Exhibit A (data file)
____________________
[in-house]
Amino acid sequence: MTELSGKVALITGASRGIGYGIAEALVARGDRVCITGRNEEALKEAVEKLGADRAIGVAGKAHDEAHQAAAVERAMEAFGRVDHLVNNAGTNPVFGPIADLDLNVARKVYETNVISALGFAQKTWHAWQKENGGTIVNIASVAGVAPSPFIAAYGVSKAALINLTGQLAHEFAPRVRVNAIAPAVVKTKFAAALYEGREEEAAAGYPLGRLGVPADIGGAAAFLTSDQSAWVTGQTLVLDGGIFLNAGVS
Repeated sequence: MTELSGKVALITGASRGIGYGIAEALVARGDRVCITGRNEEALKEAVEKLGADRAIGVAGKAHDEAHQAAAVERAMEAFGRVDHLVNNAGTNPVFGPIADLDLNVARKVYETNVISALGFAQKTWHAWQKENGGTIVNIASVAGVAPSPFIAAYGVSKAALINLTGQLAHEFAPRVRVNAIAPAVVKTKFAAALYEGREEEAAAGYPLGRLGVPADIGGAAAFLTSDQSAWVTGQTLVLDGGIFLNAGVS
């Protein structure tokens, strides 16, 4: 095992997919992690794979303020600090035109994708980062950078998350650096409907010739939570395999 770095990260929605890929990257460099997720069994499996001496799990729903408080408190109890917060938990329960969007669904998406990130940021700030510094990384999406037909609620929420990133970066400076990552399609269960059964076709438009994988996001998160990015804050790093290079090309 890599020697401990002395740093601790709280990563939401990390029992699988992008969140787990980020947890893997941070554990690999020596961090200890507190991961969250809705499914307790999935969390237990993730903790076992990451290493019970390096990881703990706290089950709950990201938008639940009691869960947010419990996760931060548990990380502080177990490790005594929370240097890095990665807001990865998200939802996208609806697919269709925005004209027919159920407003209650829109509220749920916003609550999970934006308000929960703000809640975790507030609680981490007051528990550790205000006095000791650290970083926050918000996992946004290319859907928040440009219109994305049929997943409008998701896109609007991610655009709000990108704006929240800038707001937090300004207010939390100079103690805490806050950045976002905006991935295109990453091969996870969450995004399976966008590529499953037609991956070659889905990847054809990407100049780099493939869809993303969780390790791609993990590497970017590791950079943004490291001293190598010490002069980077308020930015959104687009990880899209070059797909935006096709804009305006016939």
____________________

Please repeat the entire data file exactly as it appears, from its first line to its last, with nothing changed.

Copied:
[in-house]
Amino acid sequence: MTELSGKVALITGASRGIGYGIAEALVARGDRVCITGRNEEALKEAVEKLGADRAIGVAGKAHDEAHQAAAVERAMEAFGRVDHLVNNAGTNPVFGPIADLDLNVARKVYETNVISALGFAQKTWHAWQKENGGTIVNIASVAGVAPSPFIAAYGVSKAALINLTGQLAHEFAPRVRVNAIAPAVVKTKFAAALYEGREEEAAAGYPLGRLGVPADIGGAAAFLTSDQSAWVTGQTLVLDGGIFLNAGVS
Repeated sequence: MTELSGKVALITGASRGIGYGIAEALVARGDRVCITGRNEEALKEAVEKLGADRAIGVAGKAHDEAHQAAAVERAMEAFGRVDHLVNNAGTNPVFGPIADLDLNVARKVYETNVISALGFAQKTWHAWQKENGGTIVNIASVAGVAPSPFIAAYGVSKAALINLTGQLAHEFAPRVRVNAIAPAVVKTKFAAALYEGREEEAAAGYPLGRLGVPADIGGAAAFLTSDQSAWVTGQTLVLDGGIFLNAGVS
């Protein structure tokens, strides 16, 4: 095992997919992690794979303020600090035109994708980062950078998350650096409907010739939570395999 770095990260929605890929990257460099997720069994499996001496799990729903408080408190109890917060938990329960969007669904998406990130940021700030510094990384999406037909609620929420990133970066400076990552399609269960059964076709438009994988996001998160990015804050790093290079090309 890599020697401990002395740093601790709280990563939401990390029992699988992008969140787990980020947890893997941070554990690999020596961090200890507190991961969250809705499914307790999935969390237990993730903790076992990451290493019970390096990881703990706290089950709950990201938008639940009691869960947010419990996760931060548990990380502080177990490790005594929370240097890095990665807001990865998200939802996208609806697919269709925005004209027919159920407003209650829109509220749920916003609550999970934006308000929960703000809640975790507030609680981490007051528990550790205000006095000791650290970083926050918000996992946004290319859907928040440009219109994305049929997943409008998701896109609007991610655009709000990108704006929240800038707001937090300004207010939390100079103690805490806050950045976002905006991935295109990453091969996870969450995004399976966008590529499953037609991956070659889905990847054809990407100049780099493939869809993303969780390790791609993990590497970017590791950079943004490291001293190598010490002069980077308020930015959104687009990880899209070059797909935006096709804009305006016939």